I think people come to Chomsky and essentially worship him for precisely that reason. He allows them to feel justified in their refusal to think. They never have to ask themselves any difficult questions or provide any difficult answers. It’s a form of intellectual cowardice essentially, but I’m sure you can see its appeal.

    This may be one of the reasons for Chomsky’s hostility to psychoanalysis. Psychoanalysis may be many things, but it is certainly a method of gaining self-knowledge, of asking difficult questions about one’s self and others. And that is precisely what he, and his followers, want to avoid.

    …and Oliver Kamm also deplores Chomsky’s crude and dishonest arguments:
    …Paul Postal, one of Chomsky’s earliest colleagues, stresses the tendency for the grandiloquence of Chomsky’s claims to increase as he addresses non-specialist audiences. Frederick Newmeyer, a supporter of Chomsky’s ideas until the mid-1990s, notes: “One is left with the feeling that Chomsky’s ever-increasingly triumphalistic rhetoric is inversely proportional to the actual empirical results that he can point to.”

    … he deploys dubious arguments leavened with extravagant rhetoric—which is what makes the notion of Chomsky as pre-eminent public intellectual untimely as well as unwarranted.

    Chomsky’s first book on politics, American Power and the New Mandarins (1969) grew from protest against the Vietnam war. But Chomsky went beyond the standard left critique of US imperialism to the belief that “what is needed [in the US] is a kind of denazification.” This diagnosis is central to Chomsky’s political output. While he does not depict the US as an overtly repressive society—instead, it is a place where “money and power are able to filter out the news fit to print and marginalise dissent”—he does liken America’s conduct to that of Nazi Germany. In his newly published Imperial Ambitions, he maintains that “the pretences for the invasion [of Iraq] are no more convincing than Hitler’s.”

    …In The Prosperous Few and the Restless Many (1994), Chomsky considered whether the west should bomb Serb encampments to stop the dismemberment of Bosnia, and by an absurdly tortuous route concluded “it’s not so simple.” By the time of the Kosovo war, this prophet of the amoral quietism of the Major government had progressed to depicting Milosevic’s regime as a wronged party: “Nato had no intention of living up to the scraps of paper it had signed, and moved at once to violate them.”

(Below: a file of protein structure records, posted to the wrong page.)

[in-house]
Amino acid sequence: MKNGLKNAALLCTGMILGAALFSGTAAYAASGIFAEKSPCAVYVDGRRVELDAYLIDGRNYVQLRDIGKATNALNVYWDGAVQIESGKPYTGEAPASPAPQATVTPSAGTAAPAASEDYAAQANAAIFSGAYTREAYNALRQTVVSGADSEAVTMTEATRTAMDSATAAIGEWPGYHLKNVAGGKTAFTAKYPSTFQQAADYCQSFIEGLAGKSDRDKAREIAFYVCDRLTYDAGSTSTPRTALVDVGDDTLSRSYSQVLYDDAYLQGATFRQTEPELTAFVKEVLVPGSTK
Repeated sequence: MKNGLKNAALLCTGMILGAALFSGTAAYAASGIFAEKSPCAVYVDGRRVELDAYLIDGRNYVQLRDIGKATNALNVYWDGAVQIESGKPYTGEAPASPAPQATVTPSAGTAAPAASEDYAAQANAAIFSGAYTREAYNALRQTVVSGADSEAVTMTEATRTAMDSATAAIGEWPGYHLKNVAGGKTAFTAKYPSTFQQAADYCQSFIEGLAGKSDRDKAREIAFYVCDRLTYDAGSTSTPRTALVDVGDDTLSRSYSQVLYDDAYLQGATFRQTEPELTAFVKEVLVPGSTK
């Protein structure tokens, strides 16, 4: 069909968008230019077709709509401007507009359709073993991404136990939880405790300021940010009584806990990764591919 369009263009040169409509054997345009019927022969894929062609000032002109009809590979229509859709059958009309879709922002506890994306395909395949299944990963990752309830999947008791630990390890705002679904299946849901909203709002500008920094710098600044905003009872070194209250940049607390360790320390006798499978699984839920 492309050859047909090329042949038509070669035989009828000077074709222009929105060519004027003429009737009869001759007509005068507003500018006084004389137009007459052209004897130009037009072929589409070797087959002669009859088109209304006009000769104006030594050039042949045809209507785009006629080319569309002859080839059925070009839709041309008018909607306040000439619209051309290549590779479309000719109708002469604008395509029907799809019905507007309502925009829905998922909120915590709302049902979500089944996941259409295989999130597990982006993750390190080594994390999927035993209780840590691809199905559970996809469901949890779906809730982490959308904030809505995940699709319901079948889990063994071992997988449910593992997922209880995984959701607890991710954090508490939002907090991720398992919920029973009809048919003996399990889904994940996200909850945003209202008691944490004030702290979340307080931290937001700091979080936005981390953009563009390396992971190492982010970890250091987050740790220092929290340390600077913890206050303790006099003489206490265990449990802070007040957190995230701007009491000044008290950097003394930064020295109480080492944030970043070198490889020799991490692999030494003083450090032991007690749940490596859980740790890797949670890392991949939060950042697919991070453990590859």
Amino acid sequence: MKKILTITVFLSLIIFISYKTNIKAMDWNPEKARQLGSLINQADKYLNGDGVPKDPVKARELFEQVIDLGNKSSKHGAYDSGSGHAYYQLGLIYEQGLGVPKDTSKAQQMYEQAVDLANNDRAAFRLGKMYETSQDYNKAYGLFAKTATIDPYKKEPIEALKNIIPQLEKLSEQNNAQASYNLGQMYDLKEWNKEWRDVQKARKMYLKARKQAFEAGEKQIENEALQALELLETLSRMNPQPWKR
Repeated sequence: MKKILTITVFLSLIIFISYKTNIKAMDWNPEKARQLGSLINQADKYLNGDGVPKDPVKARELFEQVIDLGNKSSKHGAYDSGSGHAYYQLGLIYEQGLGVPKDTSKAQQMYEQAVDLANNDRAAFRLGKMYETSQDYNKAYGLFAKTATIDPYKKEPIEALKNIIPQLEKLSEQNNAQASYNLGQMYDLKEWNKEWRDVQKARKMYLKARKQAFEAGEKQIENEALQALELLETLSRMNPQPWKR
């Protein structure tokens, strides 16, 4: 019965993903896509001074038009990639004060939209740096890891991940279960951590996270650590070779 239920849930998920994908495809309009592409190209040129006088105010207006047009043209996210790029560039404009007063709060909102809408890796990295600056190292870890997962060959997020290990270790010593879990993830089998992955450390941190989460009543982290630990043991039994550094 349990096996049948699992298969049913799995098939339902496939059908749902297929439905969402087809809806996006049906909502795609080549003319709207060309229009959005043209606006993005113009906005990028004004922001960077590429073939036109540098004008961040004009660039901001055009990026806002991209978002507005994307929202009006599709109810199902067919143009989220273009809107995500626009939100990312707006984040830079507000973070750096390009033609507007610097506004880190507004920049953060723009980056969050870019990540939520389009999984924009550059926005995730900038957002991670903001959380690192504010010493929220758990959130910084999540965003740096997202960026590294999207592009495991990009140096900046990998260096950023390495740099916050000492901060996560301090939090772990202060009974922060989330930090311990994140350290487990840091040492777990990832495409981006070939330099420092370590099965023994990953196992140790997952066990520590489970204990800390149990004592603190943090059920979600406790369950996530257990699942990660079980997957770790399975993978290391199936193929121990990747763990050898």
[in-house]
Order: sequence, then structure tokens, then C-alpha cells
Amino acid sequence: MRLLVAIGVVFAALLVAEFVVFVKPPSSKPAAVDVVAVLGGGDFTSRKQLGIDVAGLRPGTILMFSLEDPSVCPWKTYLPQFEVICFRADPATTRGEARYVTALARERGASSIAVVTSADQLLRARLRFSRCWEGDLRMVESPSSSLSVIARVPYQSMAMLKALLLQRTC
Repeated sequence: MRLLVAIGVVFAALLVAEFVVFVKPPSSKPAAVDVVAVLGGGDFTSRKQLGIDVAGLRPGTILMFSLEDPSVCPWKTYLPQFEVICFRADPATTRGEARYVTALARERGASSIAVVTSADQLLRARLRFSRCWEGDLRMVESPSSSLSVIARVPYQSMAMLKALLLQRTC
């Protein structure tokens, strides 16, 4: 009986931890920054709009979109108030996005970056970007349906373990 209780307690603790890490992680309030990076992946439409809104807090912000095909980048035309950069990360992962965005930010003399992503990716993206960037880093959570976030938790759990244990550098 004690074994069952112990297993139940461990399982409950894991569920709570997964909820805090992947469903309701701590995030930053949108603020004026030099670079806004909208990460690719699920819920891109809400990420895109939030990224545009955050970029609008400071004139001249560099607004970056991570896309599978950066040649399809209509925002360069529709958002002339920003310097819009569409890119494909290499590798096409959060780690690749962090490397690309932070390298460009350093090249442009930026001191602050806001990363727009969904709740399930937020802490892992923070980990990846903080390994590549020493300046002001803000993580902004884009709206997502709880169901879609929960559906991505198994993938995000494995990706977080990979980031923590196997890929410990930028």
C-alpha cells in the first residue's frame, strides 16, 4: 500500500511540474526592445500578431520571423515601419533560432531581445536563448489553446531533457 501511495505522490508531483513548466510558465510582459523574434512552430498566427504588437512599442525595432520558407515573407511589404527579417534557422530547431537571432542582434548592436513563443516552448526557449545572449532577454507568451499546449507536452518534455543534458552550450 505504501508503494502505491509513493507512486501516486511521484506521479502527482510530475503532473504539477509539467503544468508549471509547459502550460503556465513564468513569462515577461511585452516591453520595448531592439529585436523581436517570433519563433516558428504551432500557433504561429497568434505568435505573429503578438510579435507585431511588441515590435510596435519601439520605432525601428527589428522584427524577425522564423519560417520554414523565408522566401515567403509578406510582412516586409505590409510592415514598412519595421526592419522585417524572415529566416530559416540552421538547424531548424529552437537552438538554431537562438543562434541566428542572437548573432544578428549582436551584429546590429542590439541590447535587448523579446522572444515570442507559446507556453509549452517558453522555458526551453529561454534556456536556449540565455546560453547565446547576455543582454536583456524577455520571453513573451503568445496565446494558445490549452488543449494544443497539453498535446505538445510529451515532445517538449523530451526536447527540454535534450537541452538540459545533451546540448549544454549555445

After 9/11, Chomsky deployed fanciful arithmetic to draw an equivalence between the destruction of the twin towers and the Clinton administration’s bombing of Sudan—in which a pharmaceutical factory, wrongly identified as a bomb factory, was destroyed and a nightwatchman killed. When the US-led coalition bombed Afghanistan, Chomsky depicted mass starvation as a conscious choice of US policy, declaring that “plans are being made and programmes implemented on the assumption that they may lead to the death of several million people in the next couple of weeks… very casually, with no particular thought about it.” His judgement was offered without evidence.

    In A New Generation Draws the Line: Kosovo, East Timor and the Standards of the West (2000), Chomsky wryly challenged advocates of Nato intervention in Kosovo to urge also the bombing of Jakarta, Washington and London in protest at Indonesia’s subjugation of East Timor. If necessary, citizens should be encouraged to do the bombing themselves, “perhaps joining the Bin Laden network.” …

    This episode gives an indication of the destructiveness of Chomsky’s advocacy even on issues where he has been right. Chomsky was an early critic of Indonesia’s brutal annexation of East Timor in 1975 in the face of the indolence, at best, of the Ford administration. The problem is not these criticisms, but Chomsky’s later use of them to rationalise his opposition to western efforts to halt genocide elsewhere. (Chomsky buttresses his argument, incidentally, with a peculiarly dishonest handling of source material. He manipulates a self-mocking reference in the memoirs of the then US ambassador to the UN, Daniel Patrick Moynihan, by running separate passages together as if they are sequential and attributing to Moynihan comments he did not make, to yield the conclusion that Moynihan took pride in Nazi-like policies. The victims of cold war realpolitik are real enough without such rhetorical expedients.)